Back to Journals » Psoriasis: Targets and Therapy » Volume 9

A narrative review of psoriasis and multiple sclerosis: links and risks

Authors Silfvast-Kaiser AS, Homan KB, Mansouri B

Received 4 May 2019

Accepted for publication 6 August 2019

Published 22 August 2019 Volume 2019:9 Pages 81—90


Checked for plagiarism Yes

Review by Single anonymous peer review

Peer reviewer comments 2

Editor who approved publication: Prof. Dr. Uwe Wollina

Annika S Silfvast-Kaiser,1 Katie B Homan,2 Bobbak Mansouri3–5

1Department of Dermatology, Baylor Scott and White, Dallas, TX, USA; 2Department of Dermatology, Baylor Scott and White Medical Center, Temple, TX, USA; 3Austin Institute for Clinical Research, Pflugerville, TX, USA; 4Sanova Dermatology – Pflugerville, Pflugerville, TX, USA; 5U.S. Dermatology Partners - Tyler, TX, USA

Correspondence: Bobbak Mansouri
US Dermatology Partners - Tyler, TX 1367 Dominion Plaza, Pflugerville, TX 75703, USA
Email [email protected]

Abstract: The association of psoriasis (PsO) with other autoimmune and autoinflammatory diseases has long been a topic of interest. Although previous studies have attempted to clarify the specific relationship between PsO and multiple sclerosis (MS), it remains obscure, with limited and conflicting evidence regarding a link between the two entities. Herein, we review the etiology, pathogenesis, and treatment of each disease and present the available literature to-date regarding a possible relationship between PsO and MS. We conclude that further study is necessary to discern whether there may be a significant relationship between PsO and MS. In the meantime, clinicians may find it appropriate to screen for MS in patients with PsO, allowing for timely referral to a neurologist should it be necessary.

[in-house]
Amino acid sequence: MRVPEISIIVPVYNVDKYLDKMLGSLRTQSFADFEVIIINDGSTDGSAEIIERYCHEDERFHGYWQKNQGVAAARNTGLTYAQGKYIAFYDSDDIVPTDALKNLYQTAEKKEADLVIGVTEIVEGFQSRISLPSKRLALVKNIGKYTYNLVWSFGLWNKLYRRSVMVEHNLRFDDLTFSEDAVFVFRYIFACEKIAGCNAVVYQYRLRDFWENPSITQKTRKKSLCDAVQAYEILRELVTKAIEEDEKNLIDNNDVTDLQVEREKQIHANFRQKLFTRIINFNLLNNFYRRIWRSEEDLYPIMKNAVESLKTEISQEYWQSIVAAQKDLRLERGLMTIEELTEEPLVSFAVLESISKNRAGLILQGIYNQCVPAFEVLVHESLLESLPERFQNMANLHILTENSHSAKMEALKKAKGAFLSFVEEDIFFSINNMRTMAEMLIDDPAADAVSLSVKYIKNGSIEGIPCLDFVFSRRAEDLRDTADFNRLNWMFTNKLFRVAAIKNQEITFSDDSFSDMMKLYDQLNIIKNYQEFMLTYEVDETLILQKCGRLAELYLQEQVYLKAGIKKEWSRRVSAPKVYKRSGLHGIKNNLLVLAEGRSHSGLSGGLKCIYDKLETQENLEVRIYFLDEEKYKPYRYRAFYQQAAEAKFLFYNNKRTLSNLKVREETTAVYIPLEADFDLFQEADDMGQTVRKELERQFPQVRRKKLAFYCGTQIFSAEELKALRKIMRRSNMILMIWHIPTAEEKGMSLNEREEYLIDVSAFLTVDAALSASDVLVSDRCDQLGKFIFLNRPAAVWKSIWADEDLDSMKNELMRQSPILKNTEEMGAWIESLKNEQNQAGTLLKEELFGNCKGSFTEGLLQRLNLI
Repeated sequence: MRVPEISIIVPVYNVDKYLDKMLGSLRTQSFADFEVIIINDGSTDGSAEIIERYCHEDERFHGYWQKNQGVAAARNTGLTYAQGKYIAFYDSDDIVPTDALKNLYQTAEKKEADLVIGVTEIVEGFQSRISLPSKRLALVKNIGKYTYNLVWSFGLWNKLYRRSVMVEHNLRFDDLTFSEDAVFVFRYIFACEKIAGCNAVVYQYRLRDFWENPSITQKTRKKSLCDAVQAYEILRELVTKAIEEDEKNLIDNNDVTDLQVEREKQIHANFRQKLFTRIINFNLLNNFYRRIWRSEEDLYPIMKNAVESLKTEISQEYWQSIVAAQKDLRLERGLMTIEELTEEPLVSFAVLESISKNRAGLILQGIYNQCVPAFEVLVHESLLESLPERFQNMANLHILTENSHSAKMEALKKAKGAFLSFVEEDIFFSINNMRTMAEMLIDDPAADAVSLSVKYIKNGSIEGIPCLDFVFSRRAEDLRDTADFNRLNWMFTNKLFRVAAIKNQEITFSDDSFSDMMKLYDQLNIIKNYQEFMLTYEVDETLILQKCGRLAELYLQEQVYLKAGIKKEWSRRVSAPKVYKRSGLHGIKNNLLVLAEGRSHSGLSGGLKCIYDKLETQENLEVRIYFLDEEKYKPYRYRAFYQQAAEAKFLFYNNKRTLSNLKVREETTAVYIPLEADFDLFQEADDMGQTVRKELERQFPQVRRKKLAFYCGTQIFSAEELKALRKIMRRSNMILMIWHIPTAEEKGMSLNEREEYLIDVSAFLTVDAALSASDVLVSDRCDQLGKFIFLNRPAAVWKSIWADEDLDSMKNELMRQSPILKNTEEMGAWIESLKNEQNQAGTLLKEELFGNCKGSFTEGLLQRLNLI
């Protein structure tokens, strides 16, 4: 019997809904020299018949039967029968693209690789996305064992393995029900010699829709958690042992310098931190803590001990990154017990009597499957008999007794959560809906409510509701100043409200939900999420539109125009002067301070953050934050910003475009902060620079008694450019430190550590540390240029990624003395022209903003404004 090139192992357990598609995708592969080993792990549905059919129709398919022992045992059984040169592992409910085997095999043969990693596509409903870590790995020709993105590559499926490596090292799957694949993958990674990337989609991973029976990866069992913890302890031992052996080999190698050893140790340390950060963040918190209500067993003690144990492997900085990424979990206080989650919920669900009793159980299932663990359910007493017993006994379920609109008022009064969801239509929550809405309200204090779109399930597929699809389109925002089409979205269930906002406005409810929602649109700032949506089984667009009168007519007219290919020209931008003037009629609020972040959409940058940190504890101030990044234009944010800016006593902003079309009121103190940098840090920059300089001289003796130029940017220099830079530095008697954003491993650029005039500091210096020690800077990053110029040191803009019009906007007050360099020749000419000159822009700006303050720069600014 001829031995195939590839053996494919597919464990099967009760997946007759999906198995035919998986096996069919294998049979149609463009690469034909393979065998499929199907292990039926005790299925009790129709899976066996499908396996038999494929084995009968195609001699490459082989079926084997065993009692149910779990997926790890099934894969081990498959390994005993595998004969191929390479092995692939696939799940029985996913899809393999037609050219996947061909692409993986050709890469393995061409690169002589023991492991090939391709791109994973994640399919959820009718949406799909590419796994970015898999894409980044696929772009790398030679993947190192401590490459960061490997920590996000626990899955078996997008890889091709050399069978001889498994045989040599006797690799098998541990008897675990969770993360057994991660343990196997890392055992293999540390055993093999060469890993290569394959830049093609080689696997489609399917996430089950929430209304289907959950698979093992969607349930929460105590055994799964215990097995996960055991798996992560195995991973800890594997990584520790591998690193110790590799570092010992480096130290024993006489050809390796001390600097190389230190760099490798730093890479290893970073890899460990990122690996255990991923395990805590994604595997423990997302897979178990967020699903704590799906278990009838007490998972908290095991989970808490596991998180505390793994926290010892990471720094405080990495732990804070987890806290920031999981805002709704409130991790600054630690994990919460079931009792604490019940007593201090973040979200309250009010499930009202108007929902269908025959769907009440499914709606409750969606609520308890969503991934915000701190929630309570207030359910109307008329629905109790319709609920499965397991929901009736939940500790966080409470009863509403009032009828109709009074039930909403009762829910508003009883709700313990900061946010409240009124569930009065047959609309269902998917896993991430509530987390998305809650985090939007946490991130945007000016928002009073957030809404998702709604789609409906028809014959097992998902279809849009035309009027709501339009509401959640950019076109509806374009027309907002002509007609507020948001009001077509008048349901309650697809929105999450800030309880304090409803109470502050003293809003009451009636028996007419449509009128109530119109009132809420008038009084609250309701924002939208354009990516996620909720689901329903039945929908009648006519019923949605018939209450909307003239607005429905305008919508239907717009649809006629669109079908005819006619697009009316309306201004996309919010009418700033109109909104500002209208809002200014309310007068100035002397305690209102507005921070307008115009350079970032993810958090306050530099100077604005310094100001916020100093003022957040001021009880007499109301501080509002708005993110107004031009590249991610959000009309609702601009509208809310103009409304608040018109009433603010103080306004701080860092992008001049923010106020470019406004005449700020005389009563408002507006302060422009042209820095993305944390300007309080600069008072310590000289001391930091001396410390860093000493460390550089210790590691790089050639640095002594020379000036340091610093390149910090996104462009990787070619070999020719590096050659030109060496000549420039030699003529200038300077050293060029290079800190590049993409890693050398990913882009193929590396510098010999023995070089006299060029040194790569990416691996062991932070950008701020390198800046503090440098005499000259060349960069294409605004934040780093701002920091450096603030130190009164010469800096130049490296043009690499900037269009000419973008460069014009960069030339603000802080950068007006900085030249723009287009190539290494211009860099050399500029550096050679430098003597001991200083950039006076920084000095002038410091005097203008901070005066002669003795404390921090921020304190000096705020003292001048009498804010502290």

Keywords: psoriasis, multiple sclerosis, incidence, prevalence, links, risk factors

Creative Commons License This work is published and licensed by Dove Medical Press Limited. The full terms of this license are available at and incorporate the Creative Commons Attribution - Non Commercial (unported, v3.0) License. By accessing the work you hereby accept the Terms. Non-commercial uses of the work are permitted without any further permission from Dove Medical Press Limited, provided the work is properly attributed. For permission for commercial use of this work, please see paragraphs 4.2 and 5 of our Terms.

Download Article [PDF]  View Full Text [HTML][Machine readable]